How often do you see drivers texting or talking with hand-held cell phones and wish they would be stopped and cited? As part of California’s first Distracted Driving Awareness Month, law enforcement across the state will hold zero tolerance days for cell phone use and texting.
A ticket for violating either the hands free or no texting law costs a minimum of $159, and subsequent tickets cost $279.
University Police officers will join in enforcement efforts on campus during the campaign kickoff on April 4 & 5. Throughout the month, more than 225 local police agencies and 103 CHP Area Commands will conduct zero tolerance enforcements.
“We recognize that convincing drivers to refrain from using cell phones or texting while driving isn’t easy,” said Office of Traffic Safety Director Christopher J. Murphy. “It’s very difficult to resist the urge to check an incoming text or answer a cell phone call. That’s why we are stepping up enforcement and public awareness efforts. Convincing California drivers to wear seat belts 20 years ago wasn’t easy either, but in 2010 more than 96 percent buckled up and thousands of lives were saved.”
Distracted driving is a serious traffic safety concern that puts everyone on the road at risk, joining speeding and alcohol as leading factors in fatal and serious injury crashes. As a result, law enforcement across California is increasingly cracking down on cell phone use and texting.
Drivers who use hand-held devices are four times as likely to get into crashes serious enough to injure themselves. Younger, inexperienced drivers younger than 20 have the highest proportion of distraction-related fatal crashes. In addition, studies show that texting while driving can delay a driver’s reaction time just as severely as having a blood alcohol content of a legally drunk driver.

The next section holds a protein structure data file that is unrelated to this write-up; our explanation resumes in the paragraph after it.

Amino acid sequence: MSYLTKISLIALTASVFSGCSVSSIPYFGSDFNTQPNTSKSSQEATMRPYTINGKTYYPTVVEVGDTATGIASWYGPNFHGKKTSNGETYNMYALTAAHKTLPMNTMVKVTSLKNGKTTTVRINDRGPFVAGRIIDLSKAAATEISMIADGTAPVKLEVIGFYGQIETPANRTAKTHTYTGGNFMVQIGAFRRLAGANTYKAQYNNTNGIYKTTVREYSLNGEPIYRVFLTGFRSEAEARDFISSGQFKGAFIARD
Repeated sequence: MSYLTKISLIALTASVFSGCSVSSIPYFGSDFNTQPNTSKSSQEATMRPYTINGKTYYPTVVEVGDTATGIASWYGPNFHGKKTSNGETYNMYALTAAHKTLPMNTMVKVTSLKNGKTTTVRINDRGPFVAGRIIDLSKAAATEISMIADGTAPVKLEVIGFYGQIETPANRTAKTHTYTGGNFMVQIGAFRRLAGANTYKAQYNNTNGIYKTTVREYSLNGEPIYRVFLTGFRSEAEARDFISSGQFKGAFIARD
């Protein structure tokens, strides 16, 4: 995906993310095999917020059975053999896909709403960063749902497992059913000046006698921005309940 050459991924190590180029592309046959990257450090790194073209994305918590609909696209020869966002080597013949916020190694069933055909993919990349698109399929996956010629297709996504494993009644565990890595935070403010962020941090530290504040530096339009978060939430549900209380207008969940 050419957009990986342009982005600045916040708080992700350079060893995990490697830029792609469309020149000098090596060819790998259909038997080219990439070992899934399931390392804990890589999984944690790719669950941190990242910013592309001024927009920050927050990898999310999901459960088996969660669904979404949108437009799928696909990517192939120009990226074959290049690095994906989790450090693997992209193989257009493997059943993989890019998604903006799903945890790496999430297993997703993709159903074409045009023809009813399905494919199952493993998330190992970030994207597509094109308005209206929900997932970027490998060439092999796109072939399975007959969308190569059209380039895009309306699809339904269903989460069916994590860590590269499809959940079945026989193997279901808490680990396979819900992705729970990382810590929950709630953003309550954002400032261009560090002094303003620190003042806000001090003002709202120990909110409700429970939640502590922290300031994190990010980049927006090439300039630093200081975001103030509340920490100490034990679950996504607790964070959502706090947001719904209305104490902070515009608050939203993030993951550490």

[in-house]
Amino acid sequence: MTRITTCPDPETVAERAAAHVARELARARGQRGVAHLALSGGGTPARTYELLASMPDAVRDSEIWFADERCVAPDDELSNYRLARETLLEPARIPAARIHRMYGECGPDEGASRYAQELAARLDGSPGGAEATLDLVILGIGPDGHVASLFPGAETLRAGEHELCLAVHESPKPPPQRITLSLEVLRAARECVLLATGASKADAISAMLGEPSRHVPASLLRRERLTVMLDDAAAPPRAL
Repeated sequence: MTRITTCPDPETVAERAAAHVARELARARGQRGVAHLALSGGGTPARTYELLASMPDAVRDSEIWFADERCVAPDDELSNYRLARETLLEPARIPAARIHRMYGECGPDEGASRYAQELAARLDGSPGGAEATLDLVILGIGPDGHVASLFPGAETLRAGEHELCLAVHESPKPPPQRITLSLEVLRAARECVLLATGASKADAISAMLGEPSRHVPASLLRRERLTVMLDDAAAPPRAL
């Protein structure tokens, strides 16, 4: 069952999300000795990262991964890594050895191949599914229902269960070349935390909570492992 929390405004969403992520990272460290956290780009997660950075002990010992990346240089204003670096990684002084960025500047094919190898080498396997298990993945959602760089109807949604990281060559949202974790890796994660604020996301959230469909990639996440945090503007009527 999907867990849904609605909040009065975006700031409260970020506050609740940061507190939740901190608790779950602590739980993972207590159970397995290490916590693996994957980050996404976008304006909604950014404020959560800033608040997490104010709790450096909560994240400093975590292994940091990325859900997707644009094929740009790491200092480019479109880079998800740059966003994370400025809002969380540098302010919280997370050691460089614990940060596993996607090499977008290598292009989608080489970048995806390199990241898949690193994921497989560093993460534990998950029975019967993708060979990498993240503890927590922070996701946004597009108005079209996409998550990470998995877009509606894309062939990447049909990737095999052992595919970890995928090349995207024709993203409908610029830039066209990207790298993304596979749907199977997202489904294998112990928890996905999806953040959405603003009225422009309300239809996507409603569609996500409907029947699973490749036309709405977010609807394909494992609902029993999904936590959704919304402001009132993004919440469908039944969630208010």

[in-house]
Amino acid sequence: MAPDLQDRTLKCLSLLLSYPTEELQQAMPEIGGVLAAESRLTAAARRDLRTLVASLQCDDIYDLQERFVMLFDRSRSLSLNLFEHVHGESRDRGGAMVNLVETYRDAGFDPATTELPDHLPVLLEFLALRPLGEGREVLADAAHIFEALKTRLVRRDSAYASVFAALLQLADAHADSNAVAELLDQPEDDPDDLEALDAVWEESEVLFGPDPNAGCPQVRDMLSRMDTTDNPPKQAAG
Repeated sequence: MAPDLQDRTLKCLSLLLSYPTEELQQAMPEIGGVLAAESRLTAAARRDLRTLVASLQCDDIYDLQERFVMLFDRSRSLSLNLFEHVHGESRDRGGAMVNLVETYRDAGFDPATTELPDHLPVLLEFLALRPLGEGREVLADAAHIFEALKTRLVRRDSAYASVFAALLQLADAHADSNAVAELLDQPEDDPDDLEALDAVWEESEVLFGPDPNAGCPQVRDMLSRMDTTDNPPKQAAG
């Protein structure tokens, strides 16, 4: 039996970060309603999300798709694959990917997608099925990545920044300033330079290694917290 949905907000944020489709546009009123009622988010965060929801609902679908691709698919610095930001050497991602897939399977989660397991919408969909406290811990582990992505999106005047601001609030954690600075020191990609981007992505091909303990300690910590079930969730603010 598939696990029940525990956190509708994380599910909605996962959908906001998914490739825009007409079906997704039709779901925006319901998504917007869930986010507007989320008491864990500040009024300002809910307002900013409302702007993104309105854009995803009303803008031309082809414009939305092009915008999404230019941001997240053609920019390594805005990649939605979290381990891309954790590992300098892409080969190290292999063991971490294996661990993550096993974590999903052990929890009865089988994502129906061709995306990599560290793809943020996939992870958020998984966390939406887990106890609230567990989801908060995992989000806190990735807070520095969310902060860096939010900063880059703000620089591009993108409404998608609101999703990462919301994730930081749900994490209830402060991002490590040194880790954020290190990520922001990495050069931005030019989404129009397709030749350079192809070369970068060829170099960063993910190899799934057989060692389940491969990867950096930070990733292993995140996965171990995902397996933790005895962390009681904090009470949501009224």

While hands-free cell phones are allowed, studies show that there is no difference in the risks between hands-free and hand-held cell phone conversations, both of which can result in “inattention blindness” which occurs when the brain isn’t seeing what is clearly visible because the drivers’ focus is on the phone conversation and not on the road. In addition to talking and texting, distracted driving may also include eating, drinking, using a GPS, applying makeup or getting too involved with passengers – any activity that diverts drivers’ attention away from driving.
Drivers can take a few steps to minimize distractions:
- Turn your phone off or put it out of reach before starting the car.
- Alert callers that you are unable to take calls when driving by changing your voicemail message.
- Make it a point not to call or text anyone who may be driving, such as during the commute to and from work or school, especially parents calling teen drivers.
- If you do need to make an important call or respond to a text message, pull over to a safe place to do so.
- If going cold turkey is too much of a stretch and you just can’t turn your phone off, consider using one of the available mobile phone apps that holds calls and incoming texts.